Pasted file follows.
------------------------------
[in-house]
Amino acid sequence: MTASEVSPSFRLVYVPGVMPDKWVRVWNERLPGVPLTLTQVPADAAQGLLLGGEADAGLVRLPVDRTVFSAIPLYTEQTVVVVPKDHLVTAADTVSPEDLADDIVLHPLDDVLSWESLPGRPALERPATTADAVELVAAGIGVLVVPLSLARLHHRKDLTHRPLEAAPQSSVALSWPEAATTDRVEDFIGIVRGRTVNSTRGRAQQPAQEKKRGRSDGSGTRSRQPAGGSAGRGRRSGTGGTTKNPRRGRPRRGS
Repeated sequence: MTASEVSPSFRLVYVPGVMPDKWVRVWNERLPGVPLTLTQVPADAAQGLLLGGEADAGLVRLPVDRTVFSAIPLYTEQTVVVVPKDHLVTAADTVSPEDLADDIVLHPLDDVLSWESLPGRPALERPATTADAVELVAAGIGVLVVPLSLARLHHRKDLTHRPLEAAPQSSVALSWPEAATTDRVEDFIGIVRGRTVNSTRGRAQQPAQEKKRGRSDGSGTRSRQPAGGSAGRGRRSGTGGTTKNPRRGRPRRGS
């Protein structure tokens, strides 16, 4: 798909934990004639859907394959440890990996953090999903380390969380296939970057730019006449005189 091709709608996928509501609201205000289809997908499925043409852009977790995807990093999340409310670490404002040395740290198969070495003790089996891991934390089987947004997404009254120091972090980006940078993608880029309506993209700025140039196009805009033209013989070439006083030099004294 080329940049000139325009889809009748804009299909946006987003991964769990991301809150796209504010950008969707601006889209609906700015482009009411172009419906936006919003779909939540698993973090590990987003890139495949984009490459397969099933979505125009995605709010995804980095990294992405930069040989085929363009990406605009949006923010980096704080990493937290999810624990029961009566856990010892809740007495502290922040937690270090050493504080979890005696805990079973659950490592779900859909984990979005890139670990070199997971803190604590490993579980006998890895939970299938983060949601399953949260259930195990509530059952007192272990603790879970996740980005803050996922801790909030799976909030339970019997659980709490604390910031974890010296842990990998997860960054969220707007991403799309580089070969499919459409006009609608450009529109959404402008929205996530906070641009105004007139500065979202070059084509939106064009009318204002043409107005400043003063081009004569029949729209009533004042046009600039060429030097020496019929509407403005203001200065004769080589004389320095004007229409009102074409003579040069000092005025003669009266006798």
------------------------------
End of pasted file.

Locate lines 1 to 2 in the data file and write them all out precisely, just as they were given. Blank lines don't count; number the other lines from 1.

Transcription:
[in-house]
Amino acid sequence: MTASEVSPSFRLVYVPGVMPDKWVRVWNERLPGVPLTLTQVPADAAQGLLLGGEADAGLVRLPVDRTVFSAIPLYTEQTVVVVPKDHLVTAADTVSPEDLADDIVLHPLDDVLSWESLPGRPALERPATTADAVELVAAGIGVLVVPLSLARLHHRKDLTHRPLEAAPQSSVALSWPEAATTDRVEDFIGIVRGRTVNSTRGRAQQPAQEKKRGRSDGSGTRSRQPAGGSAGRGRRSGTGGTTKNPRRGRPRRGS